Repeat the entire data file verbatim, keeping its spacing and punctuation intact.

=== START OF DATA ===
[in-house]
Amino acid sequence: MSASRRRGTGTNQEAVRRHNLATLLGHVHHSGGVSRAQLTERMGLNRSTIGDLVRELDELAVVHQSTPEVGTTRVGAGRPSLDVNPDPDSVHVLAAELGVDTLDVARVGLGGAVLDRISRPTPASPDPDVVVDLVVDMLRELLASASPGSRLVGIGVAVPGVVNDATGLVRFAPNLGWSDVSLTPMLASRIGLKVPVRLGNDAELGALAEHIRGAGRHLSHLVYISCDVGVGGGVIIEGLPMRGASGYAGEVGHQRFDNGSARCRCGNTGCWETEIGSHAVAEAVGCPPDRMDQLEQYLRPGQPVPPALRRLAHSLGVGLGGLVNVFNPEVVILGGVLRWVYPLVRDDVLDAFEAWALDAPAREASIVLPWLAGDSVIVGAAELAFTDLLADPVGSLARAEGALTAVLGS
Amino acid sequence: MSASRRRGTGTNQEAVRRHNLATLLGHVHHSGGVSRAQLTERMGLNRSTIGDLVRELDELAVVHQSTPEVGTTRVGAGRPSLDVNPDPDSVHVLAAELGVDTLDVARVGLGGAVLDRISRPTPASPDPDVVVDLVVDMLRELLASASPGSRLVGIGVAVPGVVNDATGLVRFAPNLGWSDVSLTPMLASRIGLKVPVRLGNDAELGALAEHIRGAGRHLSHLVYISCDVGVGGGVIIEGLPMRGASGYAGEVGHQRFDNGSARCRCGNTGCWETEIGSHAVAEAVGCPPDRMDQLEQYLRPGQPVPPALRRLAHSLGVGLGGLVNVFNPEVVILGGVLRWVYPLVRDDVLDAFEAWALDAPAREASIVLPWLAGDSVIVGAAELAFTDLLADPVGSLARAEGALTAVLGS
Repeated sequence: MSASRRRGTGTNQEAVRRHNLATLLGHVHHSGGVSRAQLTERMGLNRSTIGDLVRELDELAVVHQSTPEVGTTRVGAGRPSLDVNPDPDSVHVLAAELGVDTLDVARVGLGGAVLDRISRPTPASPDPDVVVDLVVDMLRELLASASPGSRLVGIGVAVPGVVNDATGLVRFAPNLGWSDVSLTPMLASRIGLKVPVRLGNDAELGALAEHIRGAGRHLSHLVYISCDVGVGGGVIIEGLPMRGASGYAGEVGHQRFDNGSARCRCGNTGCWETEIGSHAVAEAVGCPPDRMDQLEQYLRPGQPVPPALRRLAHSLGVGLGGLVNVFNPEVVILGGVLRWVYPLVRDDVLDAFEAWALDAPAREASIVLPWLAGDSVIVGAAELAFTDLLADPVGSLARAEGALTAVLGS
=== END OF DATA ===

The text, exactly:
[in-house]
Amino acid sequence: MSASRRRGTGTNQEAVRRHNLATLLGHVHHSGGVSRAQLTERMGLNRSTIGDLVRELDELAVVHQSTPEVGTTRVGAGRPSLDVNPDPDSVHVLAAELGVDTLDVARVGLGGAVLDRISRPTPASPDPDVVVDLVVDMLRELLASASPGSRLVGIGVAVPGVVNDATGLVRFAPNLGWSDVSLTPMLASRIGLKVPVRLGNDAELGALAEHIRGAGRHLSHLVYISCDVGVGGGVIIEGLPMRGASGYAGEVGHQRFDNGSARCRCGNTGCWETEIGSHAVAEAVGCPPDRMDQLEQYLRPGQPVPPALRRLAHSLGVGLGGLVNVFNPEVVILGGVLRWVYPLVRDDVLDAFEAWALDAPAREASIVLPWLAGDSVIVGAAELAFTDLLADPVGSLARAEGALTAVLGS
Amino acid sequence: MSASRRRGTGTNQEAVRRHNLATLLGHVHHSGGVSRAQLTERMGLNRSTIGDLVRELDELAVVHQSTPEVGTTRVGAGRPSLDVNPDPDSVHVLAAELGVDTLDVARVGLGGAVLDRISRPTPASPDPDVVVDLVVDMLRELLASASPGSRLVGIGVAVPGVVNDATGLVRFAPNLGWSDVSLTPMLASRIGLKVPVRLGNDAELGALAEHIRGAGRHLSHLVYISCDVGVGGGVIIEGLPMRGASGYAGEVGHQRFDNGSARCRCGNTGCWETEIGSHAVAEAVGCPPDRMDQLEQYLRPGQPVPPALRRLAHSLGVGLGGLVNVFNPEVVILGGVLRWVYPLVRDDVLDAFEAWALDAPAREASIVLPWLAGDSVIVGAAELAFTDLLADPVGSLARAEGALTAVLGS
Repeated sequence: MSASRRRGTGTNQEAVRRHNLATLLGHVHHSGGVSRAQLTERMGLNRSTIGDLVRELDELAVVHQSTPEVGTTRVGAGRPSLDVNPDPDSVHVLAAELGVDTLDVARVGLGGAVLDRISRPTPASPDPDVVVDLVVDMLRELLASASPGSRLVGIGVAVPGVVNDATGLVRFAPNLGWSDVSLTPMLASRIGLKVPVRLGNDAELGALAEHIRGAGRHLSHLVYISCDVGVGGGVIIEGLPMRGASGYAGEVGHQRFDNGSARCRCGNTGCWETEIGSHAVAEAVGCPPDRMDQLEQYLRPGQPVPPALRRLAHSLGVGLGGLVNVFNPEVVILGGVLRWVYPLVRDDVLDAFEAWALDAPAREASIVLPWLAGDSVIVGAAELAFTDLLADPVGSLARAEGALTAVLGS